Stating that India can't become a cashless economy by a midnight announcement, Chidambaram on Monday said that had he been the present FM, he would have never undertaken 'demonetisation' exercise like this.
Demometisation: Stating that India can’t become a cashless economy by a midnight announcement, Former Finance Minister P Chidambaram on Monday told ET Now that had he been the present FM, he would have never undertaken ‘demonetisation’ exercise like this. “I would have stopped printing Rs 1000 notes, immediately and phased out Rs 500 notes over 2 years. No major economy in the world has undertaken this kind of demonetisation in 50 years.” “I would have introduced a banking cash transaction tax to keep a trail and would have made high value transactions only by cheque, and not cash,” he said. Speaking on the likely course of interest rates, Chidambaram said, “A rate cut by RBI is both desirable and feasible right now and I support it.” “I also hope Urjit Patel won’t be silent if government adventures with RBI’s balance sheet. There is a case for RBI to lower interest rates right now, MPC must decide the quantum. Wonder if there was a full and free discussion in RBI on demonetisation?”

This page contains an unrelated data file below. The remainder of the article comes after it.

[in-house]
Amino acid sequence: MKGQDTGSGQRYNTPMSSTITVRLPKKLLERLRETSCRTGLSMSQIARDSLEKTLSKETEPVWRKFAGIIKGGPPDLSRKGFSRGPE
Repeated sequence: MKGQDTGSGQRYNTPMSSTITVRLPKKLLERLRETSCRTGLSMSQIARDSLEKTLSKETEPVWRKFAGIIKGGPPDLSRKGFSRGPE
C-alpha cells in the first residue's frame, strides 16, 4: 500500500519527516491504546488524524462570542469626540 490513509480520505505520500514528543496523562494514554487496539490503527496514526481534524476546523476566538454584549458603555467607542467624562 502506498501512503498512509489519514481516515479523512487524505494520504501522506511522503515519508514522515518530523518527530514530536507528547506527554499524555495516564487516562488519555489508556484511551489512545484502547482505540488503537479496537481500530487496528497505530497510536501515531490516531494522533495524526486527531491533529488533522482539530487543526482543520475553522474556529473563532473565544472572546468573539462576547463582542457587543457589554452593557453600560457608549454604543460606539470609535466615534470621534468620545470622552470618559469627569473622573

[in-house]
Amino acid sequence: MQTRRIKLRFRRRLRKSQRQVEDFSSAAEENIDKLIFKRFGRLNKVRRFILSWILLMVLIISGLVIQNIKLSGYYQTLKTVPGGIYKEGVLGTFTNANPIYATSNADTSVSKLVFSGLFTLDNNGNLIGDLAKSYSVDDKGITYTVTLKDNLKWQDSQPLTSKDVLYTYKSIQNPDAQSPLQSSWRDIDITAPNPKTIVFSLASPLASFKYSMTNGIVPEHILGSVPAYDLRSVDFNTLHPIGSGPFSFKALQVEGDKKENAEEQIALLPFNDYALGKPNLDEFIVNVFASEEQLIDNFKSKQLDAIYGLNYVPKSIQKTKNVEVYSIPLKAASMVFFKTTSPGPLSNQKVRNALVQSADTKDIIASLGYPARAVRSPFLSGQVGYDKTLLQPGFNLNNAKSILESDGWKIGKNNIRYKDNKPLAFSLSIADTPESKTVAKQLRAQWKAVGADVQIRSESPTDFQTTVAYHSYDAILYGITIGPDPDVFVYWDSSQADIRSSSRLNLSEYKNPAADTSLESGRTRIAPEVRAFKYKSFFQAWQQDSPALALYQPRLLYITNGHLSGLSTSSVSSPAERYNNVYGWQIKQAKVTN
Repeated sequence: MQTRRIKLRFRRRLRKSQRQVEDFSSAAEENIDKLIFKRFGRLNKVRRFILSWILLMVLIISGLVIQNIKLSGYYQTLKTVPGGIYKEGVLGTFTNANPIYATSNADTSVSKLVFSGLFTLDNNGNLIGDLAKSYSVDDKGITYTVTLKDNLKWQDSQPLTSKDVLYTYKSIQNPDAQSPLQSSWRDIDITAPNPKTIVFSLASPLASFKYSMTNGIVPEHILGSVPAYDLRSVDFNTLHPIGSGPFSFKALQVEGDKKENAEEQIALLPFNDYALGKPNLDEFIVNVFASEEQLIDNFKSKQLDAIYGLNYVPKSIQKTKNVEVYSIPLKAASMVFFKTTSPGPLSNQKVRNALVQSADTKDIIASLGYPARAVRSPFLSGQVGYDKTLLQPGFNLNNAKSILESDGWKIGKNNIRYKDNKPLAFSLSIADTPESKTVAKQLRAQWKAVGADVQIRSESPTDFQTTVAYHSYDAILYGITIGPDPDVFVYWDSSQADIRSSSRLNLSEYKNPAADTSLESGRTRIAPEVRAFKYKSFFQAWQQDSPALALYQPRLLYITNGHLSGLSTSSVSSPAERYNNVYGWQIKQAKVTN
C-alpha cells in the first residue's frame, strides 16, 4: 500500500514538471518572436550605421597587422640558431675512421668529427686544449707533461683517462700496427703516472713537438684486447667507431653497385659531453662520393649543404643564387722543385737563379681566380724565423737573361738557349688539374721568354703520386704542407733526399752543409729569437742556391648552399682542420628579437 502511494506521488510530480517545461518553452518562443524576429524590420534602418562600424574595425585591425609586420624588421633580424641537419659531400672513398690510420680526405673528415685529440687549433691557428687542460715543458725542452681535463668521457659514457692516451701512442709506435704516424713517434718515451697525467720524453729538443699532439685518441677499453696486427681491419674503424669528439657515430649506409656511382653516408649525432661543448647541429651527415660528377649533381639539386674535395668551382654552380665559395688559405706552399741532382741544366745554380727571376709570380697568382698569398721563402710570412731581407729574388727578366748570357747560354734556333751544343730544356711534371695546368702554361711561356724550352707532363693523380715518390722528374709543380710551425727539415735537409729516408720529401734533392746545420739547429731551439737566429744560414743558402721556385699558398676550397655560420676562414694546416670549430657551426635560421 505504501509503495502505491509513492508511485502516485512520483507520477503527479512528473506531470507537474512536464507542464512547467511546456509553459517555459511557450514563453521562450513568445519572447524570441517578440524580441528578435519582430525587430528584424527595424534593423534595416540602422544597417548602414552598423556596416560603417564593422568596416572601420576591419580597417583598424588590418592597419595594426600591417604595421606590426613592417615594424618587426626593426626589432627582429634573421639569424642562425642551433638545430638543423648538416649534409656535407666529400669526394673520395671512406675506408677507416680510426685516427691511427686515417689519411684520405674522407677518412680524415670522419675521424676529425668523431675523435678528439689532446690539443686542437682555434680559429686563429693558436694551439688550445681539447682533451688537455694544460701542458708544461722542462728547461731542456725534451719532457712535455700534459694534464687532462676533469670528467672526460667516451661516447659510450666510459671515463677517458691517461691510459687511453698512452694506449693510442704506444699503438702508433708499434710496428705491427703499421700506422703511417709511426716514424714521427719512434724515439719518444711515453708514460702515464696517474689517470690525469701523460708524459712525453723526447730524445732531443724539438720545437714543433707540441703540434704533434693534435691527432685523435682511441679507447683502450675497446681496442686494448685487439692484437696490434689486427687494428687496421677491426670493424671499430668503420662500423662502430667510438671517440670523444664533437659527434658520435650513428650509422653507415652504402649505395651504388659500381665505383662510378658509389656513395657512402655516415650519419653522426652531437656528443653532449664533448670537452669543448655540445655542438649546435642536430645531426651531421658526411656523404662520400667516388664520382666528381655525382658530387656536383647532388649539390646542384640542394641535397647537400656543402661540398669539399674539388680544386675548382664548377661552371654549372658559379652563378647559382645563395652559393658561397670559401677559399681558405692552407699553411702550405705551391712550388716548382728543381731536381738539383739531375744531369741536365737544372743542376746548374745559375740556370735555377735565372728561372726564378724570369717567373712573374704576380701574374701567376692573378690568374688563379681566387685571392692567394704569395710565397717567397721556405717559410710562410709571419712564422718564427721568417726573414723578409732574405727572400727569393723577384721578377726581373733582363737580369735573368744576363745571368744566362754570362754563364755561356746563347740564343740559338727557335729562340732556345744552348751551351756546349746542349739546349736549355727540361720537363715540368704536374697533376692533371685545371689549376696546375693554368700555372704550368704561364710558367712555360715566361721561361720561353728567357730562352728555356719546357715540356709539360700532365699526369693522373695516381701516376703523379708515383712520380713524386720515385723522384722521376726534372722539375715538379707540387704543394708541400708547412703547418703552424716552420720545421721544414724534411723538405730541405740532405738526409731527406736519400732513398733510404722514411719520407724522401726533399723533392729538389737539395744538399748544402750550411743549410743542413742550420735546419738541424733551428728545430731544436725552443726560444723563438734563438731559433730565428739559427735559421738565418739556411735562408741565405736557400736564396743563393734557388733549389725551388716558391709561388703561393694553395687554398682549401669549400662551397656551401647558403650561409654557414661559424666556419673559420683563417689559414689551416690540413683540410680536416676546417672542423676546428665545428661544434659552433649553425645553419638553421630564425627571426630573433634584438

He also added that government’s expectation of 8.1% growth in H2 to achieve 7.6% for FY won’t be met. “Overall GDP growth for FY17 to be between 5-6%,” he said. Attacking the government over demonetisation, Chidambaram claimed that the move will not meet the objectives of curbing corruption, counterfeit currencies and black marketeering as spelt out by Prime Minister Narendra Modi. However, he added that the “only short-term benefits” of it would result in people shifting towards digital transactions in the urban areas.
— ET NOW (@ETNOWlive) November 28, 2016
Yesterday Chidambaram said said had he been the Finance Minister, he would have resigned from the post if the Prime Minister insisted on demonetisation. “Had the Prime Minister told me ‘I have decided to declare as illegal tenders Rs 1,000 and Rs 500 currency notes’, my advice to him would have been not to do it. Don’t take the decision. “I would have given him facts and figures. But, had he still said ‘Sorry, this is my decision and I will do it’, let me tell you quite candidly, I would have resigned,” said the former Union finance minister.